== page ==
"Ride the same streets in the city often enough, and you’ll get into the habit of knowing exactly where you are in relation to everything else. Naturally, this greatly simplifies such problems as getting from one place to another. But if you are concerned with experiencing the city in new ways, then this constant knowledge of where you are can in fact be a kind of problem in itself. Everything starts to seem just a little too… familiar. Now, of course, this is not a bad problem to have, as problems go, but it is a problem that requires a new solution each time it is solved. And so it is that this week we happen upon one particularly elegant solution: alleyways!
Beyond simply offering new territory to explore, alleyways present us with surfaces that are stripped of signage and other features that might serve as landmarks. The care that is taken to differentiate businesses, houses and apartment buildings on the surfaces facing the street is not in evidence in the alleys. They are the functional interface where buildings get plugged in to the various networks of services that the city provides. And as the “plugs” are all quite standardized (another dumpster, another utility pole, another garage door) it is quite easy to get lost. Oh, indeed.”
Westlake / MacArthur Park
Free Top Choice Steak _ Industrial District
Metro Blue Line _ LA Convention Center
Good buddy Stephanie recently donated a kidney to her father. To mark the successful occasion, she and Brian held a celebration with friends and family at artists’ Sasaki’s loft in Downtown LA, where Stephanie had her heartbeat drawn.
From Brian: You all know that Stephanie donated a kidney to her father in December. Knowing that this was a big event in both of our lives, I decided that I wanted to somehow record the event as a before and after, a milestone.
After doing a little soul searching we thought it might be interesting to engage Sasaki, a friend of ours who records peoples heartbeats as artwork, as a means of marking those points in time.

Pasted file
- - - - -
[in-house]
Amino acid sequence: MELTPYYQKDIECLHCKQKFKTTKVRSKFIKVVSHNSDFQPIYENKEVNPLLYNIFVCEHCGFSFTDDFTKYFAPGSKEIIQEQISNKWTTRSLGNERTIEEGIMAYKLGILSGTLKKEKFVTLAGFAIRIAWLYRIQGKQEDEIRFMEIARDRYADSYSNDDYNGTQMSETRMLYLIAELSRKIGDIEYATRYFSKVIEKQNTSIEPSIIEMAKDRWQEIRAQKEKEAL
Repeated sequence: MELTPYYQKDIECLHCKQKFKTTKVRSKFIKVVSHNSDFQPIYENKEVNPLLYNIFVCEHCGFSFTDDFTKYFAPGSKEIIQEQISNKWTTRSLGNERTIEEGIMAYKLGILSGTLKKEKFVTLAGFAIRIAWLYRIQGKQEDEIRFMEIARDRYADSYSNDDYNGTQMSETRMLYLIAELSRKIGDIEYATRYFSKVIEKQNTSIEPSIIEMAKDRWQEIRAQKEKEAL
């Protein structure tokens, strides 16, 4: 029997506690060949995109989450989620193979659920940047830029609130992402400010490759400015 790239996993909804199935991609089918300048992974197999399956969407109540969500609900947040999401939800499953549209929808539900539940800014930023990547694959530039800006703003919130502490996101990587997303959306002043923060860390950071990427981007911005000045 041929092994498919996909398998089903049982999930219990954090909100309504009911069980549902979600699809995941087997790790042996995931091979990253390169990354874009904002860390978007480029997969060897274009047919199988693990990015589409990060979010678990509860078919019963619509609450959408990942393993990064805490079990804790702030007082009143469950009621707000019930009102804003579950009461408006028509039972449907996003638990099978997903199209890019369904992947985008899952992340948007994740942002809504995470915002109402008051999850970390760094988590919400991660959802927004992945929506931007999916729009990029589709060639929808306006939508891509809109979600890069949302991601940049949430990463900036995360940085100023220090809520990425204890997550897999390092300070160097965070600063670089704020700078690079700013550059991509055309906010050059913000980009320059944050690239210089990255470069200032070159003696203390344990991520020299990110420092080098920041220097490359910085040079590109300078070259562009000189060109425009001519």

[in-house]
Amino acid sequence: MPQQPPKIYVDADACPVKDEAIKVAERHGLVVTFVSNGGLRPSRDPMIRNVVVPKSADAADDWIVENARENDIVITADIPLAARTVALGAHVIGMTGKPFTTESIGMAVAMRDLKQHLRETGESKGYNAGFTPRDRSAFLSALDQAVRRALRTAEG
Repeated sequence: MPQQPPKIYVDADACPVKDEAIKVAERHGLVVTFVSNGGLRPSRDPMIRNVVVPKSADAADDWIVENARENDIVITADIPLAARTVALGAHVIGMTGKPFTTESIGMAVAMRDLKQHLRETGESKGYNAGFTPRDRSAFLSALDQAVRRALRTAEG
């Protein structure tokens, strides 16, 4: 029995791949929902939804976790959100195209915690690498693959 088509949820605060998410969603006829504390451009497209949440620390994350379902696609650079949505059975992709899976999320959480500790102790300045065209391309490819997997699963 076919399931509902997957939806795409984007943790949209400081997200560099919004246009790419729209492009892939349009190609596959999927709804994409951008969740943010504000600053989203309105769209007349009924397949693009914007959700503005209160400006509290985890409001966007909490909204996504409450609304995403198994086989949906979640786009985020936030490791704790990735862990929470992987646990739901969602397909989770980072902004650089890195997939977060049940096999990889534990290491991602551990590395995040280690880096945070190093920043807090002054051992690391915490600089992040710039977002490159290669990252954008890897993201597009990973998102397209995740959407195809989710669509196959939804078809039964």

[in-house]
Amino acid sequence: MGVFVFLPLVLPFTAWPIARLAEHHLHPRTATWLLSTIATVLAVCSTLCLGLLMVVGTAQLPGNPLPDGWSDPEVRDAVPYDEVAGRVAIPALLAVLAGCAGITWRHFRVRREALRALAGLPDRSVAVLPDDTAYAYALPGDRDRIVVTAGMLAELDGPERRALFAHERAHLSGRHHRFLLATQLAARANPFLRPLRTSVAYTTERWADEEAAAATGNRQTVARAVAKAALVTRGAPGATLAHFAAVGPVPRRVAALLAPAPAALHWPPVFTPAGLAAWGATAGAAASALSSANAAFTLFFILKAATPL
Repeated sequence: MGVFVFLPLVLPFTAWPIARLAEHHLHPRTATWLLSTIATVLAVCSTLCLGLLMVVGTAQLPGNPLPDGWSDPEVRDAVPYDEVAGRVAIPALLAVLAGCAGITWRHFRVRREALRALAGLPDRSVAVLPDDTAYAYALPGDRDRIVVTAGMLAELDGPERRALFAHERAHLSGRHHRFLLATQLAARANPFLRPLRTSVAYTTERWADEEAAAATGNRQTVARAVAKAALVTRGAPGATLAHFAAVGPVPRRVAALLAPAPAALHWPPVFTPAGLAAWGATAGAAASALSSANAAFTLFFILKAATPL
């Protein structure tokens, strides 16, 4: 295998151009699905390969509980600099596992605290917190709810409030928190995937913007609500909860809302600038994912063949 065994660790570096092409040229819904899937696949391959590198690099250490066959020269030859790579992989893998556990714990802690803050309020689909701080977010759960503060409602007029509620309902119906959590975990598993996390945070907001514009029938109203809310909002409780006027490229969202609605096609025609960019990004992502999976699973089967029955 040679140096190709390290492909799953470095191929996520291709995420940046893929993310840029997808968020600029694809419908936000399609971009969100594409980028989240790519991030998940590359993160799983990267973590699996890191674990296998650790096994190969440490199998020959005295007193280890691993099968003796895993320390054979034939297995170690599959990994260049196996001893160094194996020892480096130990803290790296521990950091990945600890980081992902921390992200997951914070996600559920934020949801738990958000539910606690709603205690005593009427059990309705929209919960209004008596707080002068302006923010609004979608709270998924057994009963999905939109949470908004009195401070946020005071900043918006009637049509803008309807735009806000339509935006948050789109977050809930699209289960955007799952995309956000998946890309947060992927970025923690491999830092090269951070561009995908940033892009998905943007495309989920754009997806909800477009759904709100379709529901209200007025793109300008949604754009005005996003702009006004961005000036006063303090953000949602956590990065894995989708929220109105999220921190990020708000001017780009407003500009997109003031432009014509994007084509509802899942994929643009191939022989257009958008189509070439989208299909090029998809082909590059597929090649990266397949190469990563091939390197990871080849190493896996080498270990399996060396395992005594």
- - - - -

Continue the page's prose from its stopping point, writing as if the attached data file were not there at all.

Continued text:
We decided to make our pre surgery record a relatively private matter, not only because we were unsure about how we would feel having ourselves recorded, but also because we genuinely didn’t know what was going to happen moving forward and wanted the moment to be our own.
The “after” portion is slightly different. The surgery was successful and not only do Stephanie and her dad feel great, they look great as well. So, given the resoundingly positive outcome of the experience, we figured why not turn the record into a more celebratory occasion and take the opportunity to surround ourselves with the friends and family who we cherish the most.
Stephanie, with her pre- and post-surgery heartbeat paintings behind her.
The Brown Derby Dome _ Wilshire & Alexandria
"Los Angeles is known as a place ready to bulldoze its past in order to make way for what it sees as its future. This has less to do with instances of individual, architecturally-significant structures being demolished (though examples of this are not hard to find either), than the city’s willingness throughout its history to erase whole neighborhoods from its grid in the name of economic development — or, all too often, highways. The callousness (and classism and racism) needed to see people’s homes as, essentially, empty space on the map is galling.
This is perhaps the big story, but it is not the whole story. Because the city’s relationship to its built environment is quite complicated and probably unique. For one, there is the seismology factor: many older structures that would be perfectly satisfactory in most other places come to be understood as unsafe here. Some are torn down; some sit unused for decades as they await their fate. And then there is the motion picture industry: buildings that, elsewhere, would probably either be actively repurposed or otherwise meet the wrecking ball live on as only occasionally occupied shells here. Countless “available for filming” signs designate this ubiquitous backlot crosshatching the city.
Other stories exist as well, of course, but there’s only so much one can (or should) say in an event announcement email, right? So let’s get to the point: this week’s ride will visit a few sites that have managed to escape the urban cycle of erasure and live on past the end of their initial usefulness in one way or another — sometimes heroically and sometimes decidedly otherwise — be it through conscious and caring preservation, reuse and recycling, or merely historical accident.”